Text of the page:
On his way to the first meeting of the Bicycle Advisory Board.
On his way to the first meeting of the Bicycle Advisory Board. Aaron McCoy / Getty Images

Happy anniversary of Insurrection I, and happy ongoing Insurrection II. There’s a full schedule of events today — not to investigate or prosecute anyone, hahaha no, that investigation is still plugging along — but there WILL be several hours of speeches, including some fine remarks by Rep. Jayapal, and a “conversation” with Doris Kearns Goodwin to “establish and preserve the narrative” of the first insurrection. Meanwhile, the second insurrection is proceeding nicely — all the Trump freaks who couldn’t get into the Capitol have been running for little local offices, including offices that safeguard elections, and winning. Everything’s fine here in America, don’t worry about us!

Seattle police killed a fleeing suspect yesterday. Police were called to what they claim was a home break-in, and saw a man they believed to be responsible running away from the scene. Cops describe what seems like a decision to escalate the situation by sending a police dog to attack the fleeing man; they say that as their dog was mauling him, the man stabbed and killed the dog, then struggled with a cop. Another officer arrived mid-altercation and shot and killed the man. (While he was grappling with another cop??? That doesn't sound right.) Given yesterday's other big Seattle Police Department news, how much of this story do you believe? Police — currently the sole source of information about the incident — say they’ll release body-cam footage within 72 hours.

Speaking of yesterday's news ... Yesterday it emerged that Seattle Police engaged in a coordinated disinformation campaign, spreading lies about fake threats to the community. Today we get to see which elected officials have the nerve to call for further action beyond just saying "hm that was very naughty of them, oh well, cops will be cops." So far the former mayor is out ahead of nearly everyone on City Council.

Keep an eye on HB 1727. The bill, sponsored by Reps Mia Gregerson and Debra Entenman, would shift local elections to even-numbered years — ending the state’s annoying low-turnout off-year elections.

Lots of enviro bills to monitor, too. Of interest are HB 1766 (reducing emissions from gas companies), HB 1770 (making buildings more energy-efficient), and SB 5658 (continuing last session’s work to make product packaging more recyclable).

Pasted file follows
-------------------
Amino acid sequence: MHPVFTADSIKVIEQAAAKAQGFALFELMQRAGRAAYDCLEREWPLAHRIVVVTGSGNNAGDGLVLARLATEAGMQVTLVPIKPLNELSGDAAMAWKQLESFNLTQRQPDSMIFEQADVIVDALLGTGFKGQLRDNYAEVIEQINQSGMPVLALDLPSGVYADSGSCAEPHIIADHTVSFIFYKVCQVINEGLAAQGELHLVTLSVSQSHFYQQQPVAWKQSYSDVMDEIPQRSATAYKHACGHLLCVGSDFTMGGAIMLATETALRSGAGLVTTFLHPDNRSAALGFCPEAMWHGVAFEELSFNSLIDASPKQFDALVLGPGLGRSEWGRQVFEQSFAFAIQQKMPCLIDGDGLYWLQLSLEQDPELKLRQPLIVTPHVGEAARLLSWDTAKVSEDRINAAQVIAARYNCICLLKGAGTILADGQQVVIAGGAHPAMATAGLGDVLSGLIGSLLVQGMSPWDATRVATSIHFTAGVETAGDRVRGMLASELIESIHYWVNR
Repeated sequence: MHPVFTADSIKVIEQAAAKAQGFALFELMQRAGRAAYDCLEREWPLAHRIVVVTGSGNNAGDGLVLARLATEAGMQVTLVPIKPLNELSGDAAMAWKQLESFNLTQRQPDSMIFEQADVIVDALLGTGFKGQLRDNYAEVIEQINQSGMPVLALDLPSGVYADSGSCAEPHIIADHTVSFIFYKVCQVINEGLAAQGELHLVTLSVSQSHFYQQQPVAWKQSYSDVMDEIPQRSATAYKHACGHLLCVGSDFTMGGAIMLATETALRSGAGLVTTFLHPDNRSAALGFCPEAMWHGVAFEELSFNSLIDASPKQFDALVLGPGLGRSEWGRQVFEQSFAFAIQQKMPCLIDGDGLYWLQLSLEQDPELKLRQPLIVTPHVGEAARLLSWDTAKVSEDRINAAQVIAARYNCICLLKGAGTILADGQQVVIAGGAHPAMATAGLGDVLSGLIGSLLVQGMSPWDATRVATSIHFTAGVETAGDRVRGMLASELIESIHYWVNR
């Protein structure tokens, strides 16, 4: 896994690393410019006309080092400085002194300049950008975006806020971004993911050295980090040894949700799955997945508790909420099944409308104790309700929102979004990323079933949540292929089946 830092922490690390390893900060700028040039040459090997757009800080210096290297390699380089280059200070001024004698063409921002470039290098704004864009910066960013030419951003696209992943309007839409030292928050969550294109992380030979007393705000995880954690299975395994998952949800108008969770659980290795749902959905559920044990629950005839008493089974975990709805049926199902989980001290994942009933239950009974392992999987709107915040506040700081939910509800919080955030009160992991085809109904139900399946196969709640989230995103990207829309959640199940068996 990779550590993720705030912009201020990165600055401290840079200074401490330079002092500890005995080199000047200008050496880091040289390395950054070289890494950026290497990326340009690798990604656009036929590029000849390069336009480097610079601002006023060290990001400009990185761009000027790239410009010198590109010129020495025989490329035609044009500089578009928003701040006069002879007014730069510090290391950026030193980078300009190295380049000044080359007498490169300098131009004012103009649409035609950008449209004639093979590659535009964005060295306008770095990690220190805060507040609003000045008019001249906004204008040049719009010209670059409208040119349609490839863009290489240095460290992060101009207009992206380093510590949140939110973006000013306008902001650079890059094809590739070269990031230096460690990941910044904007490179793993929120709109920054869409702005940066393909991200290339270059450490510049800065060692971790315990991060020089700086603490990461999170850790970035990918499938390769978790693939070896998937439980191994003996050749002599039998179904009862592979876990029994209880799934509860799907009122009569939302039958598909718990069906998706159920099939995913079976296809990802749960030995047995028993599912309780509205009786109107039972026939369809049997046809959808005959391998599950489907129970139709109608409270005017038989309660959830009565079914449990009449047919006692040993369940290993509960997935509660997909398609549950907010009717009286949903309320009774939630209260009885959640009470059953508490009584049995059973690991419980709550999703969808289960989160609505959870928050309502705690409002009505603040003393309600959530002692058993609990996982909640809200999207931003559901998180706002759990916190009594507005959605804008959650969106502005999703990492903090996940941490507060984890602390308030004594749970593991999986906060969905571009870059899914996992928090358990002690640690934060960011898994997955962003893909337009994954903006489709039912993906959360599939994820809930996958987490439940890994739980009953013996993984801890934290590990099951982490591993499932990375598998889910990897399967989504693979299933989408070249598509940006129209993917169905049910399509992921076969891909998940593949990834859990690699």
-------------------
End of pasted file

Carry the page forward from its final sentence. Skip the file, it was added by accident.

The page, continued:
Is your landlord Equity Residential? The mega-landlord has reportedly shut down a resident communication portal in LA to stop tenants from organizing. Now might be a good time to a) screenshot any important communications you have in whatever portal you use before they delete it; and b) talk to your neighbors about organizing your own communication system. Equity’s properties in Seattle include The Pearl Apartments in Capitol Hill, Chloe on Union, Chloe on Madison, the Packard Building, Rianna Apartments, The Heights, Saxton, Three20, Seventh and James, Venn at Main, Uwajimaya Village, Alcyone, Cascade, Harbor Steps, Helios, Mark on 8th, Moda, Centennial Tower, 2300 Elliott, Olympus, and many others.

Reports of the Guild 45’s death are greatly exaggerated. Preservationists clutched their pearls this week at the sight of crews dismantling the damaged marquee on the front of an old theater in Wallingford. Don’t worry, they’re just taking down the damaged section (it was hit by a vehicle a while back), the building’s not going anywhere yet. Confusingly, the theater is owned by a company called Landmark, but the city’s Landmarks Preservation Board considered it and then denied it landmark status several years ago. (The owner DOES plan to demolish the neighboring Guild 45 II building, which was built in the ‘80s.) For now, neighboring Octopus Bar is holding onto the salvageable neon.

What would you like to ask Marko Liias? I’ll be interviewing the incoming Chair of the Washington Transportation Commission on Friday. Let me know if you have any burning questions. (YES, I’m already planning to ask about lidding I-5, obviously.)

You may continue bothering Alex Pedersen about your transportation issues. Pedersen held onto Chair of the Transportation and Public Utilities Committees. This is going to be a busy year for transpo issues, so get your huffy-letter-writing-pens ready.

Bike/ped advisory boards are rolling up their sleeves. Here’s a play-by-play of last night’s meeting, and a sneak peek at sustainable streets projects (hopefully) coming this year.

There’s life on Mars, just not right now. Life on Mars is the latest Seattle venue to have to temporarily close up shop because too many of its workers have COVID to fully staff the joint. See you soon.

At this rate Sound Transit will be barricading whole stations within a year. We love trains, but we do not love being unable to access them.

Who are you rooting for on this season of Drag Race and what are your top five reasons for it being Bosco? Here’s a sneak peek at her entrance look and her confessional look, both of which appear to be variations on “devil that just materialized on the shoulder of Lucille Ball.”